What a harrowing tale, Marianne! But the happy ending reminds me of the first time I went to a doctor in Britain. I was astounded that there weren’t any bills and the doctor simply tried to help me. After that, I became a national-health-service convert. It was a formative moment. It’s also a timely reminder of what we may be giving up in this country—I’m thinking of our post-election debate! —ML Awanohara
Readers, have you ever had this kind of nightmare in a foreign country? Do tell in the comments!
Marianne C. Bohr is a writer whose book, Gap Year Girl: A Baby Boomer Adventure Across 21 Countries, was published in September 2015 with She Writes Press. She married her high school sweetheart and travel partner, and with their two grown children, follows her own advice and travels at every opportunity. The couple has just now taken early retirement in Park City, Utah, where she plans to spend her time working on Book #2. Marianne has an author site where she keeps a blog, and is active on Facebook and Twitter.
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Photo credits: Top of page: Marianne Bohr (supplied); world map via Pixabay. All other images via Pixabay except the one of red tape: Tied up in red tape, by James Petts via Flickr (CC BY-SA 2.0).
Americans love to believe the myth that socialized medicine means endless red tape. On the contrary, it’s the privatized US system that is filled with all sorts of steps and referrals.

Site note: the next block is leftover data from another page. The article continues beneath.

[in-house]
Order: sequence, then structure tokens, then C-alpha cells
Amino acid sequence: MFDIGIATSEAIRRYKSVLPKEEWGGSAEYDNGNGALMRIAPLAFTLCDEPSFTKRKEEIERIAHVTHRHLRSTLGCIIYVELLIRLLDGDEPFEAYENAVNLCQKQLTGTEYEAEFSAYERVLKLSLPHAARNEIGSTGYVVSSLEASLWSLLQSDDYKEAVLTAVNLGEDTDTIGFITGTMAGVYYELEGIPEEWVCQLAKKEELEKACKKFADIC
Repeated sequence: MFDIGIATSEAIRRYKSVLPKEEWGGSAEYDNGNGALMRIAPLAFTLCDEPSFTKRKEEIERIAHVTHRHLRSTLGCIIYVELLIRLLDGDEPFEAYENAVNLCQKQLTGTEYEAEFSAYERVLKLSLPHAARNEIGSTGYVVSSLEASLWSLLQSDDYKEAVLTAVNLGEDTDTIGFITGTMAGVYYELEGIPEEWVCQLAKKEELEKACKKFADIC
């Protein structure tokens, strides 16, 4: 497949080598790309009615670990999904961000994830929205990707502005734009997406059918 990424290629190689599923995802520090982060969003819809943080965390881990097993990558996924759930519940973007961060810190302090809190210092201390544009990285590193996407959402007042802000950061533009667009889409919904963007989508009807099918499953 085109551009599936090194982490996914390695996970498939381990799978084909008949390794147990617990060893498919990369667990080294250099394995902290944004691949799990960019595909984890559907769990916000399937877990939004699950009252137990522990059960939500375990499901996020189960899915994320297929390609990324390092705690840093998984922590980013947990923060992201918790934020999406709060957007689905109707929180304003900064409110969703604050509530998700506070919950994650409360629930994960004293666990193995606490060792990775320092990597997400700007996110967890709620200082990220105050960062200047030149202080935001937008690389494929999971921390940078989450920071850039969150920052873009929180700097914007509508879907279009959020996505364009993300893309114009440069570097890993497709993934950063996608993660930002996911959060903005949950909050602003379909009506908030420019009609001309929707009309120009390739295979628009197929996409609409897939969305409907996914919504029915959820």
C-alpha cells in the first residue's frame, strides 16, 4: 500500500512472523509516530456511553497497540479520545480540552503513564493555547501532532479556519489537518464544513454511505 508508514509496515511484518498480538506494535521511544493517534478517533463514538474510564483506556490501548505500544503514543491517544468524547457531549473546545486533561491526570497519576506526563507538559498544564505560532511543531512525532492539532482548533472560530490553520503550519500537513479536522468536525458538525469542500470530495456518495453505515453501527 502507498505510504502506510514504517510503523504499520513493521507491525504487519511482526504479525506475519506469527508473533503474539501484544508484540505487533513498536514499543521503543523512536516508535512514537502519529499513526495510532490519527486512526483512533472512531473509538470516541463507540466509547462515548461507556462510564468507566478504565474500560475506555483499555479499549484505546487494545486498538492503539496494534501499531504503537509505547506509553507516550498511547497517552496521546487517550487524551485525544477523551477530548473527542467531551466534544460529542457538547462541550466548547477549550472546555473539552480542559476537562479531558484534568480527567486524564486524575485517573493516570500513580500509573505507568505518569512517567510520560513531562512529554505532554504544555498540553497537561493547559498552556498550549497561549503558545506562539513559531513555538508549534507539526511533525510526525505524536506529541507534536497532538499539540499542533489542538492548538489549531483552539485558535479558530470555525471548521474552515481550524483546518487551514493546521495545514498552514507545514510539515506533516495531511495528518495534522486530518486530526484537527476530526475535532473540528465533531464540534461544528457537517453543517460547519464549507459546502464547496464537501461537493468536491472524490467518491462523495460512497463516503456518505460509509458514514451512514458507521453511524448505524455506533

In 2011, my wife broke her leg in Spain. Everything–the ambulance, the X-rays, the attention, the diagnosis– was absolutely free of charge. They even offered to give her free surgery, though both we and they knew that it would be a better idea to do it in the States, where we knew people and where there would necessarily be rehab.
Oh, and instead of “red tape,” there was exactly one piece of paper to fill out. That was all.
Must add: for the surgical procedures, ambulances, and other stuff in the States, the copays and deductibles came to several hundred dollars.
Yes indeed, we Americans love to tout our healthcare system as the best in the world, but there is so much paperwork and rigamarole that separates patients from care. Perhaps it’s the best, but it’s hard to tell after having to fill out endless paperwork and answer a slew of questions. Europeans just get right to it: healing patients.
The US health care system might be “the best” in technical terms–machines, computerization, (government-funded) researches, etc. But, in terms of availability to everyone, it cannot qualify for that high honor. All that gadgetry is available only for those lucky enough to have health insurance, be it through employers, ACA, or personally out-of-pocket.
There’s a lot to be said for the French healthcare system and I’m glad you got fixed up while you were still in Corsica. Toothache is one of the worst.
I’m greatly in awe of your GR20 hike. We’ve done parts of it on various trips to Corsica, but there are bits of it that scare me silly just from the photos! I just have to live it vicariously.
Hi nessafrance — I’m so happy to hear you’ve done pieces of The Twenty! So many give me blank stares when I mention the trek. Writing about the two weeks is allowing me to relive it all, especially the grueling climbs. Bravo to you for doing pieces of it!